I’m in Colorado by the way. One of my good friends family’s business is one of the largest dry bulk carriers in the state. As far as I know they don’t hire outside help but I’m sure he’ll have good info for me too. Could even park my truck and be a company driver for them if end dump is way too slow this winter.
     
  6. RockinChair

    RockinChair Road Train Member

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    Feb 19, 2012
    CC, TX
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    Cement and fly ash pay by the ton. I don't know about CO but down here in TX both pay better than dirt & rock. Lime pays an even better rate than cement & fly ash, but cement and fly ash unload better.

    As another poster said, use good-quality hearing protection, even if your blower has a muffler. And always carry extra gaskets, you will have to replace the gasket on your hot hose several times per year because the heat causes the rubber to shrivel up, crack, and get hard. And always be aware of your ground clearance, especially if your discharge piping hangs lower than the landing gear pads or if it runs under the axles instead of over the top of them.

    Every pneumatic trailer you ever unload will have its own personality. I don't know how to explain it, but you'll see what I mean. The process is the same, but some trailers will let you run with two hopper valves open at once, while other will only let you use one, and they'll all require a difference setting on the discharge valve to keep from plugging up.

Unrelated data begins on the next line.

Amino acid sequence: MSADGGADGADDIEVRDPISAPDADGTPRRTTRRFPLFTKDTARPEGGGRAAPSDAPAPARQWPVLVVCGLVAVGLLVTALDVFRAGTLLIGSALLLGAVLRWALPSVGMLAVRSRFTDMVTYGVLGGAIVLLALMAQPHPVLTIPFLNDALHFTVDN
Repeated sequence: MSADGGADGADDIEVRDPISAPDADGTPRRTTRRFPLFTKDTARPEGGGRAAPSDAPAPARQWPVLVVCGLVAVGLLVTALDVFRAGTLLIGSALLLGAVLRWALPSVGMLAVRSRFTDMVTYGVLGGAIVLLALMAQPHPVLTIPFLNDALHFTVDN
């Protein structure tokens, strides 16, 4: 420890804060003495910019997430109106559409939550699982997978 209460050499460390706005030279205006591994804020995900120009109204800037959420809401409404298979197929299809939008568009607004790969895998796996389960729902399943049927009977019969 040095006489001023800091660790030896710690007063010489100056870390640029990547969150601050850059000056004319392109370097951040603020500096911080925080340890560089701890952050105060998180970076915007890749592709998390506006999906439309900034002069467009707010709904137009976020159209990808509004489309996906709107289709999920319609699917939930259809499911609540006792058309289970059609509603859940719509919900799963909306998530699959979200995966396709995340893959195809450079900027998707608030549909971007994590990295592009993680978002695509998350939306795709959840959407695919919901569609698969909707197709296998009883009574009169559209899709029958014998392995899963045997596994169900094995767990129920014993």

And speaking of plugging up, there will come a time when your discharge line will get plugged up. It happens to everybody. Here's how to unplug it without having to shut the blower off and open the swingaways, or even worse, disassemble the piping.
    Clearing a clogged discharge hose on a pneumatic?
     
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  7. kds_5280

    kds_5280 Bobtail Member

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    Jun 25, 2021
    Colorado
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    Great information, thank you very much. This'll come in handy for sure if I end up going this route.

    And it would make sense if it paid by the ton. That was my first thought being that I run end dump normally, but I didn't want to assume.